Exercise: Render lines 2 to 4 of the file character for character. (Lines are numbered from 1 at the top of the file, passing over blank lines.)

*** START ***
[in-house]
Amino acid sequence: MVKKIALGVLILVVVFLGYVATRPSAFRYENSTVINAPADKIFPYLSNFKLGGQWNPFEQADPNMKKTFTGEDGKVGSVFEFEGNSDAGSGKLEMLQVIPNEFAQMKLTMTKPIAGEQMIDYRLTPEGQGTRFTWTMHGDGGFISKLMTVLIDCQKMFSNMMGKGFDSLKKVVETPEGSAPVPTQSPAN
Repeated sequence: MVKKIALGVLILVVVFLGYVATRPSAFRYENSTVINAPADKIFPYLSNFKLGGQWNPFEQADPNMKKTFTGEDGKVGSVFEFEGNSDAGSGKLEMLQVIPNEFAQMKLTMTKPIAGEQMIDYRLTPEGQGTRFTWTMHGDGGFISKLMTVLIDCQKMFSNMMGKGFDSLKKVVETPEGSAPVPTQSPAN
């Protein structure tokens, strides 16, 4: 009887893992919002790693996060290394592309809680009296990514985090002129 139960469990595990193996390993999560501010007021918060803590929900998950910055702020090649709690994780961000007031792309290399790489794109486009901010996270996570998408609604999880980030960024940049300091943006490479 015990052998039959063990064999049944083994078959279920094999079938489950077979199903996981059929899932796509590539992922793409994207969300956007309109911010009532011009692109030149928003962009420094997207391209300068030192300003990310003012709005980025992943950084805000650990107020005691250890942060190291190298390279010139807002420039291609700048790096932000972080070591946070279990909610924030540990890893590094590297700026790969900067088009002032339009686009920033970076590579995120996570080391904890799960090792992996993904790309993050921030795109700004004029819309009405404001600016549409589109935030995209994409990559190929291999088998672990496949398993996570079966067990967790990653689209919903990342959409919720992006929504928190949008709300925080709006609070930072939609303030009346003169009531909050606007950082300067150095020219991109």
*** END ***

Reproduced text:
Amino acid sequence: MVKKIALGVLILVVVFLGYVATRPSAFRYENSTVINAPADKIFPYLSNFKLGGQWNPFEQADPNMKKTFTGEDGKVGSVFEFEGNSDAGSGKLEMLQVIPNEFAQMKLTMTKPIAGEQMIDYRLTPEGQGTRFTWTMHGDGGFISKLMTVLIDCQKMFSNMMGKGFDSLKKVVETPEGSAPVPTQSPAN
Repeated sequence: MVKKIALGVLILVVVFLGYVATRPSAFRYENSTVINAPADKIFPYLSNFKLGGQWNPFEQADPNMKKTFTGEDGKVGSVFEFEGNSDAGSGKLEMLQVIPNEFAQMKLTMTKPIAGEQMIDYRLTPEGQGTRFTWTMHGDGGFISKLMTVLIDCQKMFSNMMGKGFDSLKKVVETPEGSAPVPTQSPAN
């Protein structure tokens, strides 16, 4: 009887893992919002790693996060290394592309809680009296990514985090002129 139960469990595990193996390993999560501010007021918060803590929900998950910055702020090649709690994780961000007031792309290399790489794109486009901010996270996570998408609604999880980030960024940049300091943006490479 015990052998039959063990064999049944083994078959279920094999079938489950077979199903996981059929899932796509590539992922793409994207969300956007309109911010009532011009692109030149928003962009420094997207391209300068030192300003990310003012709005980025992943950084805000650990107020005691250890942060190291190298390279010139807002420039291609700048790096932000972080070591946070279990909610924030540990890893590094590297700026790969900067088009002032339009686009920033970076590579995120996570080391904890799960090792992996993904790309993050921030795109700004004029819309009405404001600016549409589109935030995209994409990559190929291999088998672990496949398993996570079966067990967790990653689209919903990342959409919720992006929504928190949008709300925080709006609070930072939609303030009346003169009531909050606007950082300067150095020219991109």